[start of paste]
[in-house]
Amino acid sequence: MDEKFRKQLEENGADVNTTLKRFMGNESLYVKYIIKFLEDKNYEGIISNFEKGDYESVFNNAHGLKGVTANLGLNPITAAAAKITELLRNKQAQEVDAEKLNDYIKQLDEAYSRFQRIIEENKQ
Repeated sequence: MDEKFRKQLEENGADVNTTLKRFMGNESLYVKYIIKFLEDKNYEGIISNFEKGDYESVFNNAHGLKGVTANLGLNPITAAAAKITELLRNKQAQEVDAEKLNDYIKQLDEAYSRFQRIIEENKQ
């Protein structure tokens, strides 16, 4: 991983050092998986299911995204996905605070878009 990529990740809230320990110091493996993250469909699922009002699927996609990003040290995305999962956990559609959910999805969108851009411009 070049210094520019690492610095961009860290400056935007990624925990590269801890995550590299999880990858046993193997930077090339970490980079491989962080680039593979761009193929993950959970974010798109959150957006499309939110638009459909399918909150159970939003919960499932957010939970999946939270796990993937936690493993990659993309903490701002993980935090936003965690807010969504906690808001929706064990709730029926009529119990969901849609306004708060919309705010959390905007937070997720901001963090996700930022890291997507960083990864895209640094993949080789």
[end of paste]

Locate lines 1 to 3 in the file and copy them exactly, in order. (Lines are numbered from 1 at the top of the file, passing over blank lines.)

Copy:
[in-house]
Amino acid sequence: MDEKFRKQLEENGADVNTTLKRFMGNESLYVKYIIKFLEDKNYEGIISNFEKGDYESVFNNAHGLKGVTANLGLNPITAAAAKITELLRNKQAQEVDAEKLNDYIKQLDEAYSRFQRIIEENKQ
Repeated sequence: MDEKFRKQLEENGADVNTTLKRFMGNESLYVKYIIKFLEDKNYEGIISNFEKGDYESVFNNAHGLKGVTANLGLNPITAAAAKITELLRNKQAQEVDAEKLNDYIKQLDEAYSRFQRIIEENKQ